Big Fat Sushi Rolls
Do you ever feel that sushi is too precious? The most authentic sushi comes to you in tiny bites, designed to make you really appreciate what’s in your mouth. But sometimes, you just want a big fat sushi roll. Americans love sushi, and we want our food Texas-sized. This roll is hefty enough to serve as a main course for two people, especially if you make some Miso Soup. Asparagus with Walnut Sauce would be good, too.
Save Time, Make One Jumbo Sushi Roll
I have taught sushi classes for years, and have demonstrated everything from thin Kappa Maki to elaborately garnished Inside Out Rolls. But what most students want to learn is how to make a standard rolled sushi, or Futo Maki, with a spiral of colorful ingredients inside. It’s one of those things that seems like it will be hard to do, until you do it. All it takes is a bamboo rolling mat (also called a makisu) and some plastic wrap.
Brown Rice is Great in Jumbo Sushi
The key to a good sushi roll is the rice. According to tradition, sushi chefs apprentice for years, making the rice over and over. The standard sushi rice is white, so I like to switch it out with a whole grain, and use medium-grain brown rice. Brown rice is much easier to cook, you don’t need years of training to get it right. Brown rice will give you more protein, fiber, vitamins and minerals, so why not switch? I bought a brown version of the Japanese variety of sushi rice. Cook yours according to package instructions, or use 1 1/2-2 cups water per cup of rice. Check for doneness at 40 minutes.
It’s all about “Going Tubular”
To hold all this stuff, you will be using three sheets of nori on one roll. Two will be joined to make one long sheet, and a third will be placed over the seam, to keep the bountiful roll from exploding. Nori is one of the healthier foods you’ll eat all day, so an extra sheet is a very good thing.
Building a maki roll is an exercise in making an even pad of rice and placing ingredients in such a way that it can be rolled into an even “tube.” Beginners often make the mistake of not spreading the rice to an even depth all the way to the edges of the nori. That will not roll up properly. It’s also important to line up even slices of fillings so that they roll easily. After watching hundreds of people make their first maki, I’ve seen it all.
Don’t worry, it all tastes good, even if the roll turns out lumpy!
Of course, you can fill your roll with whatever moves you. Just make sure to cut it into even strips. Carrots, cukes, even roasted veggies like sweet potatoes can be rolled into your maki.
We Love Mayo in Sushi
Purists may look sideways at the American love of mayo in rolls. Sushi chefs have made it popular, and they use a Japanese mayo called “Kewpie,” that is super rich and amped up with added MSG. You can use your fave vegan mayo, and stir in wasabi to taste. I like it in this roll, it adds to the over-the-top quality, and complements the creamy avocado.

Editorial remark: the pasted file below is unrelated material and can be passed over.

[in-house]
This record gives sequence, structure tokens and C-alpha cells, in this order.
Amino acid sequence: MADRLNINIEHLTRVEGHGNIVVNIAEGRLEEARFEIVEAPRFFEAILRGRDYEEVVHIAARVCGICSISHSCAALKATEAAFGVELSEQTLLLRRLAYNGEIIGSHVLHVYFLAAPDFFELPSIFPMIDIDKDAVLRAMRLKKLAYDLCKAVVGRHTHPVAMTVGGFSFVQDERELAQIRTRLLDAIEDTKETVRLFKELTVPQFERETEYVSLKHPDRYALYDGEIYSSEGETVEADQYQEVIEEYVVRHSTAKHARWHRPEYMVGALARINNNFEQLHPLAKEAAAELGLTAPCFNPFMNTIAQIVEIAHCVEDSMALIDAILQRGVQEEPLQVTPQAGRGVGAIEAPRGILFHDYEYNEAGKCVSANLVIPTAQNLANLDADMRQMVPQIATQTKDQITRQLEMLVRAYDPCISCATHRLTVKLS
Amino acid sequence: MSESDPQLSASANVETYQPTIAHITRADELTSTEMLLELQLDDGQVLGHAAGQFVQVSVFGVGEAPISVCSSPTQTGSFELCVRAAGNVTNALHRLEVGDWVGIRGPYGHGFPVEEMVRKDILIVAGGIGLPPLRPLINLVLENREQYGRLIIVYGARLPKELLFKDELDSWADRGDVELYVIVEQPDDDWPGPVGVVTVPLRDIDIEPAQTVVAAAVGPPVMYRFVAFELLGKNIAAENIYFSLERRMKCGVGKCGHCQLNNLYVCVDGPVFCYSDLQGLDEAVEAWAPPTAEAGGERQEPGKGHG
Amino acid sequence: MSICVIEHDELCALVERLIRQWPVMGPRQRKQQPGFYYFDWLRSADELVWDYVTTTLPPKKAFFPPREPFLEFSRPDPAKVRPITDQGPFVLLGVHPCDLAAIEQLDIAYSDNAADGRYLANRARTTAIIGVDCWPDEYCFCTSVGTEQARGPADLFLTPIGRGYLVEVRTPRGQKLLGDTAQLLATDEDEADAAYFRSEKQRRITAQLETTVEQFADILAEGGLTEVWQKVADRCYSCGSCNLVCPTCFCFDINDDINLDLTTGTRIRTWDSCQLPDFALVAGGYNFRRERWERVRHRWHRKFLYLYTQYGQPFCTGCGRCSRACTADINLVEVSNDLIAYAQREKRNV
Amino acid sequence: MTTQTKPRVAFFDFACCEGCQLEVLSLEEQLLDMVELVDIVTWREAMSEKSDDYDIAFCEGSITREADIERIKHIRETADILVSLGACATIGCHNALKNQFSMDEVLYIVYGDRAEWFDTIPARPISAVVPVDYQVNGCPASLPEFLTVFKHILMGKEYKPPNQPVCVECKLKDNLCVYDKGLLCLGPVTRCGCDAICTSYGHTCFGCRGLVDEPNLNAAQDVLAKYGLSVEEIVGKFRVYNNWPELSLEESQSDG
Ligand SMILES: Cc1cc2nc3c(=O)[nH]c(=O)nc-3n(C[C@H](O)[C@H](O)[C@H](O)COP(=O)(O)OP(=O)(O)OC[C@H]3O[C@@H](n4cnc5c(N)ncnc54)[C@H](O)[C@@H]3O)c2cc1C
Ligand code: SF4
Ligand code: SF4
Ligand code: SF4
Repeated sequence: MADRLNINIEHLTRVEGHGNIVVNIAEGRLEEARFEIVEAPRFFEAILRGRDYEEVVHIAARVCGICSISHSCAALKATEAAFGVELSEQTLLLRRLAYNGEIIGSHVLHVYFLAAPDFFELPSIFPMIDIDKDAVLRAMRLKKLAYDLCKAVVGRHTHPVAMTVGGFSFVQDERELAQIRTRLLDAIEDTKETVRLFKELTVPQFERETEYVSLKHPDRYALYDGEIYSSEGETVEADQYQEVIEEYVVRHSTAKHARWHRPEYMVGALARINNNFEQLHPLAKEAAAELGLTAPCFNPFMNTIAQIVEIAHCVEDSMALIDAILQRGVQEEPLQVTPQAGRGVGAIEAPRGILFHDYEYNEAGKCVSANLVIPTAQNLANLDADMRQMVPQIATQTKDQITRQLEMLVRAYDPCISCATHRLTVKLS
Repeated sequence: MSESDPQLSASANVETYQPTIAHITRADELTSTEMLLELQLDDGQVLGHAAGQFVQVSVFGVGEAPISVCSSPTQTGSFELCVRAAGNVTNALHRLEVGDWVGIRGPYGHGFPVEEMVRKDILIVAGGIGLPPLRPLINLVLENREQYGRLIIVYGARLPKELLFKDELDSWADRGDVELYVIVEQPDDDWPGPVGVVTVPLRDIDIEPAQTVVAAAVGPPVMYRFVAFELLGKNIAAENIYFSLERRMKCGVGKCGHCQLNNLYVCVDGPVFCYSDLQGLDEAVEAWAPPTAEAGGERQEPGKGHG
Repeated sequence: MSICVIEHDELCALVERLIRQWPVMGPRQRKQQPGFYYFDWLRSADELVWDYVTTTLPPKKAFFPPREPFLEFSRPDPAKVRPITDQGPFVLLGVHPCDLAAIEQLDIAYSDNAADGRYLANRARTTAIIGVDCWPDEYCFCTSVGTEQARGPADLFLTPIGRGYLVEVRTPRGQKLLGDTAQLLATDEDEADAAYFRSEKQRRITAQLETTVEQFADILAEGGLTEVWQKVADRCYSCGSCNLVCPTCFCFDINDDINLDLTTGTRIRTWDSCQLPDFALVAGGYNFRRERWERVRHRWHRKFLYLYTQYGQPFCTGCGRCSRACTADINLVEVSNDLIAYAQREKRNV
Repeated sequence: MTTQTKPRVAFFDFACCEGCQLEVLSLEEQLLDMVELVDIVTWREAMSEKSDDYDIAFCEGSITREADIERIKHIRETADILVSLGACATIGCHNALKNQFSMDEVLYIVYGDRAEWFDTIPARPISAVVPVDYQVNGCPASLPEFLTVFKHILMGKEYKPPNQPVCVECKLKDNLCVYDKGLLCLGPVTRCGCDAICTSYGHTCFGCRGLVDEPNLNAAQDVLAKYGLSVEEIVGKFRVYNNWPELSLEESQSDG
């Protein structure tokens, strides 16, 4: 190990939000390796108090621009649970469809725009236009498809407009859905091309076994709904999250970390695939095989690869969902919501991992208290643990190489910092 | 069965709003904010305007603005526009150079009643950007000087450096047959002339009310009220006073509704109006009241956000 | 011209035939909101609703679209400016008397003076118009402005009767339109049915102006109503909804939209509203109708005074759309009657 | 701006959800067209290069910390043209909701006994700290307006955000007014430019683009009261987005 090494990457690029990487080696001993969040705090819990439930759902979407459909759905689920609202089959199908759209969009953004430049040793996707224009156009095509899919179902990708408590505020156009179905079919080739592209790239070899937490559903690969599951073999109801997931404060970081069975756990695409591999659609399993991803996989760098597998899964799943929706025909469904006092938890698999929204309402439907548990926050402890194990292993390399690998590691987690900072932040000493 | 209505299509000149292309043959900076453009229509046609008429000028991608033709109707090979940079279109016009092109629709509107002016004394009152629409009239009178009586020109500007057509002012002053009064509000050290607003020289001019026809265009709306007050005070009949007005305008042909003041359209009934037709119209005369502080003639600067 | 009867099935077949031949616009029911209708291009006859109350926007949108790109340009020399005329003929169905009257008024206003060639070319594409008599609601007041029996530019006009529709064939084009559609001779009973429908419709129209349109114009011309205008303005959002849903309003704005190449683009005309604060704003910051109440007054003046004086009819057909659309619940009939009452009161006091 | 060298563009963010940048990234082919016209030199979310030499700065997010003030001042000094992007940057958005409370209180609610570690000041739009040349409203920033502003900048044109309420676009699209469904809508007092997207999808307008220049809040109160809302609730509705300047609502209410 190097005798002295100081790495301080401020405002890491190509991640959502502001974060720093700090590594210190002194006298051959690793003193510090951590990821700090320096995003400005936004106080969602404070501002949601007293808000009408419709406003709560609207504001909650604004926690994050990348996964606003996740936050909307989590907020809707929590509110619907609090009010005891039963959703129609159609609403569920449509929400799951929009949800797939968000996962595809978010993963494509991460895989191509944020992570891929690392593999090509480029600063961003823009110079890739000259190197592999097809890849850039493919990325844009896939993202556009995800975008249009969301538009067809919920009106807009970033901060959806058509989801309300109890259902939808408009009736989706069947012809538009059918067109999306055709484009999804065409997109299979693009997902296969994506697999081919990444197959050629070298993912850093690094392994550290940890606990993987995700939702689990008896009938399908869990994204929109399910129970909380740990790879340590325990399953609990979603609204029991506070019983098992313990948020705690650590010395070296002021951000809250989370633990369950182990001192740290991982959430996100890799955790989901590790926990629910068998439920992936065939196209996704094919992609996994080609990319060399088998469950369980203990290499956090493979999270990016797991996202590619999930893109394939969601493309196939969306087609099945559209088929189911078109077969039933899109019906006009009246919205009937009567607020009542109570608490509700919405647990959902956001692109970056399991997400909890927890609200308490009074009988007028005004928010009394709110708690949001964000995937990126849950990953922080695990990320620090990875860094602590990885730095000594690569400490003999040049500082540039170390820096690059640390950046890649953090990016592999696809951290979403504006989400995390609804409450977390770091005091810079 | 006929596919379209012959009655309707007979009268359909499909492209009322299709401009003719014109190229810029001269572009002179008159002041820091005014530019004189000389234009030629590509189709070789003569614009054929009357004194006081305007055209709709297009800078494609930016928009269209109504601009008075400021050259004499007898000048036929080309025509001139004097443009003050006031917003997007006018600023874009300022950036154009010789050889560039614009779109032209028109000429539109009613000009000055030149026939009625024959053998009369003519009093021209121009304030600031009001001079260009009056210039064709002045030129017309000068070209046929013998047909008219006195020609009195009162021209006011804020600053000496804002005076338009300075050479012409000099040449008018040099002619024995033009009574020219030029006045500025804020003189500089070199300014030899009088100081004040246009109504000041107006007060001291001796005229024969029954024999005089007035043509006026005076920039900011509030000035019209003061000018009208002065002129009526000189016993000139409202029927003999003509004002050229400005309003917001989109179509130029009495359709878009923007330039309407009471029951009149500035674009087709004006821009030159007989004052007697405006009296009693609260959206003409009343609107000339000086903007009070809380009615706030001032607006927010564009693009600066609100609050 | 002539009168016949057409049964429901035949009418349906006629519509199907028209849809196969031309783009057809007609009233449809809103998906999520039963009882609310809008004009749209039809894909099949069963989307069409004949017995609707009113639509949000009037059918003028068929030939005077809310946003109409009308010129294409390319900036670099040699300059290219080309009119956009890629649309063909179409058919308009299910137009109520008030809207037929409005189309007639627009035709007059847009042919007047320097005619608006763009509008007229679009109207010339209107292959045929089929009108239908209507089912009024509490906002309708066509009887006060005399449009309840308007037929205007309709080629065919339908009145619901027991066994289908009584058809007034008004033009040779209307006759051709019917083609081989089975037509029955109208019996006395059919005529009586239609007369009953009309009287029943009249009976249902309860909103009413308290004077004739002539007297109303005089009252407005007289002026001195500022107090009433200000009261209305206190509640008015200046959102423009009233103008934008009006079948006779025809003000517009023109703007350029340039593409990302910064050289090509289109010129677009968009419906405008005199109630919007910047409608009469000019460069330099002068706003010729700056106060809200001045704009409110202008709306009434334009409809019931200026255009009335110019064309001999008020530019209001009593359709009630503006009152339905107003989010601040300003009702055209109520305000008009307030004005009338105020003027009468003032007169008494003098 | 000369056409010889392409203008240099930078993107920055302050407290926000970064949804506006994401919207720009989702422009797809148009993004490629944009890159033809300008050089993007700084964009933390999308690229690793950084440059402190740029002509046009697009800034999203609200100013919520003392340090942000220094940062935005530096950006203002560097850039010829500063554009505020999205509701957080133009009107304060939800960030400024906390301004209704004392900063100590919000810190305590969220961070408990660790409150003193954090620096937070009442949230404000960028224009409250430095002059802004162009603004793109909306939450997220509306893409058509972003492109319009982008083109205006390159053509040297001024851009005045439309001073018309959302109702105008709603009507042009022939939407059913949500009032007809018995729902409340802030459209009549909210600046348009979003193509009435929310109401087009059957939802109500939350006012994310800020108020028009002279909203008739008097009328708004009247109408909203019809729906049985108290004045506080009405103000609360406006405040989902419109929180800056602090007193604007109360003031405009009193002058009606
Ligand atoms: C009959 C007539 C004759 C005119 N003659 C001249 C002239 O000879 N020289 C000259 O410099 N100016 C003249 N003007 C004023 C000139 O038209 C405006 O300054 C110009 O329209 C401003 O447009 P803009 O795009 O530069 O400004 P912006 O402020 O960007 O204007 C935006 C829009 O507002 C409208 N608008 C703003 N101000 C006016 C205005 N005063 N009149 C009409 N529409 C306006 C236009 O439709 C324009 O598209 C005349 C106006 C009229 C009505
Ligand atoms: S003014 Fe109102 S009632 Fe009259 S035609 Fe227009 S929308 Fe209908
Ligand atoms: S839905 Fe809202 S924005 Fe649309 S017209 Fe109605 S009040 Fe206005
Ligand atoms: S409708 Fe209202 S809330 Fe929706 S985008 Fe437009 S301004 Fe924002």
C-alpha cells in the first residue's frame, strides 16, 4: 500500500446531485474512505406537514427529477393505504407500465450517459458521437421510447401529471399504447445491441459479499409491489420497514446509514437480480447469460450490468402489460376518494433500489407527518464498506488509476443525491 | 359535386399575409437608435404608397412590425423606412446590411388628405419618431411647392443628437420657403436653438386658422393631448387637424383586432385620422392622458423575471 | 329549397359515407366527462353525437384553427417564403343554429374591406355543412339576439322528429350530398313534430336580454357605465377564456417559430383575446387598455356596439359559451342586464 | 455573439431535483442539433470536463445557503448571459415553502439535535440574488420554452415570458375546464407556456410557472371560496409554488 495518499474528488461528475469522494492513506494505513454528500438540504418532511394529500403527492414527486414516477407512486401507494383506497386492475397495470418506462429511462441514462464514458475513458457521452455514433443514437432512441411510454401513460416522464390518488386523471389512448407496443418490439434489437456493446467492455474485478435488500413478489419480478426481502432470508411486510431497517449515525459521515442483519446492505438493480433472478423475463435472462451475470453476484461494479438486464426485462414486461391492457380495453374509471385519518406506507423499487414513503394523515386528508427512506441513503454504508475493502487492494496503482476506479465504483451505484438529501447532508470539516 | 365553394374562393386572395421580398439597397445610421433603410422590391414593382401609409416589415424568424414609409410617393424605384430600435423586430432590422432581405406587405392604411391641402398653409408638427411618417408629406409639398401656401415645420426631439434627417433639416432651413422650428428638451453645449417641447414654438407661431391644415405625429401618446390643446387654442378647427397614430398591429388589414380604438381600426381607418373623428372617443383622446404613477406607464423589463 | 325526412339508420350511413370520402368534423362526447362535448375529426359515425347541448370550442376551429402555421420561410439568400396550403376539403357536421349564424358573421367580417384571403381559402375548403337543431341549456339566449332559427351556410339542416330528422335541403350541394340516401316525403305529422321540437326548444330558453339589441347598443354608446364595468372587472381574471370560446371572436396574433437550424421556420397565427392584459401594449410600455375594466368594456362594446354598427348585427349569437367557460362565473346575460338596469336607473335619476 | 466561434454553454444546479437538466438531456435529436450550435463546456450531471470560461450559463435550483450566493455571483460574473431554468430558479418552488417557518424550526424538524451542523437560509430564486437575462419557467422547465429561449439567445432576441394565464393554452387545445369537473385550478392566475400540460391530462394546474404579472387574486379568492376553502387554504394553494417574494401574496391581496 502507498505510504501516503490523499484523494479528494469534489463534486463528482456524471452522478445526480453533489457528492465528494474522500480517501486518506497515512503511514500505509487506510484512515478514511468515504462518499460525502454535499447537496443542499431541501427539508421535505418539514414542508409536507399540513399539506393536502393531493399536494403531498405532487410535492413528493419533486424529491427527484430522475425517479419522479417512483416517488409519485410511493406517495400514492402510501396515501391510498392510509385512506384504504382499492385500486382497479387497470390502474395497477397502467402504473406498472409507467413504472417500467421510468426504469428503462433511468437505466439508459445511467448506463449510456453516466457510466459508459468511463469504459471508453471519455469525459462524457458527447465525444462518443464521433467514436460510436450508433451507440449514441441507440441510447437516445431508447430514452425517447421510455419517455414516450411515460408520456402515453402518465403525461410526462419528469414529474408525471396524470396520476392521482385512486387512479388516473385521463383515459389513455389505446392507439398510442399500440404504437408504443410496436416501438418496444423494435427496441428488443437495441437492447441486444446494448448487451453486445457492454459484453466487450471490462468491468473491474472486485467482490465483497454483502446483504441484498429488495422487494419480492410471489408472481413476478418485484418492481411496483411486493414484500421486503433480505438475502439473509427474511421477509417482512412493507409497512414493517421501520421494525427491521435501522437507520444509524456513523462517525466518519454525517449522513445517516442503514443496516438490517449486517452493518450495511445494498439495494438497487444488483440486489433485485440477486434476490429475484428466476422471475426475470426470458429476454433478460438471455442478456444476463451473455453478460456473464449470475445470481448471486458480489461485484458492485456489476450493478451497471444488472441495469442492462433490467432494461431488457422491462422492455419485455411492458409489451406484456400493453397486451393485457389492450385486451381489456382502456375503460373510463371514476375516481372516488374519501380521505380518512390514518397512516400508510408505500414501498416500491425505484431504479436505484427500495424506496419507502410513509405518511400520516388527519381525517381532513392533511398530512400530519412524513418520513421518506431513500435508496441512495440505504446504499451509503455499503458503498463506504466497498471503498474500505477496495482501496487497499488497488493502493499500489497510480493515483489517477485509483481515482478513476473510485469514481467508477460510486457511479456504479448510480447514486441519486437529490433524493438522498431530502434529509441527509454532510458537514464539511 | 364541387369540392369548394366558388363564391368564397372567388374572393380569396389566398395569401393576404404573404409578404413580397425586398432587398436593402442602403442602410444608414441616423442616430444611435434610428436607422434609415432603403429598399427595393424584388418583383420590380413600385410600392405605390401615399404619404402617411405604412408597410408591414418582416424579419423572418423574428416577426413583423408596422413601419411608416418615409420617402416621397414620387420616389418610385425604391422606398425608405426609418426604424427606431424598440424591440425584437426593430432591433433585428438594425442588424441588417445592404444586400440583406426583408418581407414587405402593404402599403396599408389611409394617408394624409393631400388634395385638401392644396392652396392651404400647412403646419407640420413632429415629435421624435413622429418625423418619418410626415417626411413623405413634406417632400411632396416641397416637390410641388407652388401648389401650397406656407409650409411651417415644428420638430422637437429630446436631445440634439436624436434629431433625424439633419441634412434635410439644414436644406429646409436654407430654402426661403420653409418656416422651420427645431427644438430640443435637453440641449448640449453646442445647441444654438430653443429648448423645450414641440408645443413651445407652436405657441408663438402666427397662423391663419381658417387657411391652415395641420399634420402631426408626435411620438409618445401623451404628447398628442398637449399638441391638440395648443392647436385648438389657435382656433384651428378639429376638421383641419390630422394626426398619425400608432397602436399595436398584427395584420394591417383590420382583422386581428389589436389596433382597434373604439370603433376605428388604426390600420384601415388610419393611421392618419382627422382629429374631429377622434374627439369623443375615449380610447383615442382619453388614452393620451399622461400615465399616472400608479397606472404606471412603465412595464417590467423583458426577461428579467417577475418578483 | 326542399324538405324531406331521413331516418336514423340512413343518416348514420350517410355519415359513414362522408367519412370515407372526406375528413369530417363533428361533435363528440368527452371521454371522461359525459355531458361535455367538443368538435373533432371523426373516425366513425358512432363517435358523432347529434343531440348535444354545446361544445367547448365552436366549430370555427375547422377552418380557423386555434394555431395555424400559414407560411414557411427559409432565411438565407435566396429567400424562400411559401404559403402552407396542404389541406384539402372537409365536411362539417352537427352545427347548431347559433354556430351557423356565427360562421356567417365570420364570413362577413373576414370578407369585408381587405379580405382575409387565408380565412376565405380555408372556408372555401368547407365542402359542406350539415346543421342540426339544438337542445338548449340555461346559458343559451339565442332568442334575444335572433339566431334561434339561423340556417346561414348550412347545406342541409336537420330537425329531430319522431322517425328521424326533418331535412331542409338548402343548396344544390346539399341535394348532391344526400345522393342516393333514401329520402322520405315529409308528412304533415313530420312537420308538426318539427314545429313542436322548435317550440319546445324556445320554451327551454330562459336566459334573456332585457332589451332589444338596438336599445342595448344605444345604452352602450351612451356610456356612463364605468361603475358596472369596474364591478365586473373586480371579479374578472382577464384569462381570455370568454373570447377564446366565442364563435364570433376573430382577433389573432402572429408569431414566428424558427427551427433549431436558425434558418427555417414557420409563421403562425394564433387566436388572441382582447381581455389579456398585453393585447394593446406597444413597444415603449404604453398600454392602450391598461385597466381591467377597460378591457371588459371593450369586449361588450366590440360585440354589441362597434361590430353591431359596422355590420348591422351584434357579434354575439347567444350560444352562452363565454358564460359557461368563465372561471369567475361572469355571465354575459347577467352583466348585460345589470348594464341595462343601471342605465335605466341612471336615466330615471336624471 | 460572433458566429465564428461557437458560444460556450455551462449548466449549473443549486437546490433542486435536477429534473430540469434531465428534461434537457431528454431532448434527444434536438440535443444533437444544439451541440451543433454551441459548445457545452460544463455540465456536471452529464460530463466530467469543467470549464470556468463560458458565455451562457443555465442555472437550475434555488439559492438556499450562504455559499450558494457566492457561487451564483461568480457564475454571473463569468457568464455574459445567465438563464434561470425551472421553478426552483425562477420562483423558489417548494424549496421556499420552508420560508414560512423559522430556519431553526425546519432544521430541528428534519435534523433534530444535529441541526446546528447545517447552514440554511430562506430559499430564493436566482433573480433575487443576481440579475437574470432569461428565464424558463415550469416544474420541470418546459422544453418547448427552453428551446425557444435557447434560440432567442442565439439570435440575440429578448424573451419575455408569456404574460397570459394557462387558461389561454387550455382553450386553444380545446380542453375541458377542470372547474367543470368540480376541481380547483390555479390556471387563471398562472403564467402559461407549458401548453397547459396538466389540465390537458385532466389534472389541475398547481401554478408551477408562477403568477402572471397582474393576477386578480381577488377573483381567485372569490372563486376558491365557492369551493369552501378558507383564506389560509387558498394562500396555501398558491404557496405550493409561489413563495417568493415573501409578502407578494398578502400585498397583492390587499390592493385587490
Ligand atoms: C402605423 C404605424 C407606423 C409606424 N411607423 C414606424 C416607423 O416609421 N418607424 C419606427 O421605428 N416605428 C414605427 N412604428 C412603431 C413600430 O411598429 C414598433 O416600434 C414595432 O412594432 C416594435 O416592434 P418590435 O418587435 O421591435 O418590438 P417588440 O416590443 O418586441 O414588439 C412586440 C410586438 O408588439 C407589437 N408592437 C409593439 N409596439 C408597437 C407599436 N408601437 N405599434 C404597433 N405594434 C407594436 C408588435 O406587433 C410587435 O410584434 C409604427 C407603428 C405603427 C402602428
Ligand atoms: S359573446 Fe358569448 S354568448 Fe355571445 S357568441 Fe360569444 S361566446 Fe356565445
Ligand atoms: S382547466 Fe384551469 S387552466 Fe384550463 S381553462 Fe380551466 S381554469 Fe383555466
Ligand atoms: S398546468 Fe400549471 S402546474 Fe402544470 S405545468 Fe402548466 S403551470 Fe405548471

So, if you’ve ever wanted more sushi, here’s a way to make four rolls in one. The old saying, “too much is just enough” may very well apply here, in a jumbo sushi roll that’s a meal for two.
Jumbo Sushi Roll with Tofu and Beets
- 1 medium beet steamed
- 3 tablespoons rice vinegar divided
- 1/2 block extra firm tofu drained and patted dry
- 1 cup medium-grain brown rice
- 1 teaspoon sugar
- 1 large avocado
- leaf lettuce
- 1/4 cup sliced pickled ginger
- 2 tablespoons mayo
- 1 teaspoons wasabi to taste
- 3 sheets nori
- First, steam the beet whole until tender when pierced with a knife. Run cold water over the beet as you strip the skin off with a paring knife, then place the beet on a cutting board to cool slightly. Cut the beet in 1/2 inch slices, then stack them and slice in 1/2 inch strips. Place in a small storage tun with a lid and pour 2 tablespoons of the rice vinegar over, add a generous pinch salt, and toss to mix.
- Slice the tofu into strips the same size, and place in the container with the beets. Put on the lid and flip the container to coat the tofu with beet juice and vinegar. Let the mixture marinate for at least an hour, turning occasionally.
- Place the rice in a small pot with 1 1/2 cups cold water. Bring to a boil over high heat, then reduce to low and cook for about 30-40 minutes. When the rice is tender and all the water has been absorbed, take off the heat. Let stand for at least 5 minutes. Let cool.
- When rice is cool, mix the remaining tablespoon of vinegar with sugar and drizzle over the rice. Fold in to coat.
- Prep the vegetables and wrap your rolling mat with plastic wrap.
- Place a nori sheet on the rolling mat, dampen the far edge, and place another sheet on that overlapping by an inch. Press to make one long sheet. Place the third sheet over the seam.
- Spread rice over the nori, leaving an inch bare at the far edge. You'll use all of the rice. Arrange the fillings as shown in the photo, making even rows of each.
- Start rolling up from the bottom, holding the fillings in place with your fingers as you use the mat to roll the nori and rice into an even cylinder.When you reach then end of the mat, carefully pull the roll back and keep going. Dampen the bare edge and turn the roll to sit on the seam.
- Carefully slice in 6 fat slices and place on plates. Serve with wasabi, tamari, more pickled ginger, and whatever else sounds good.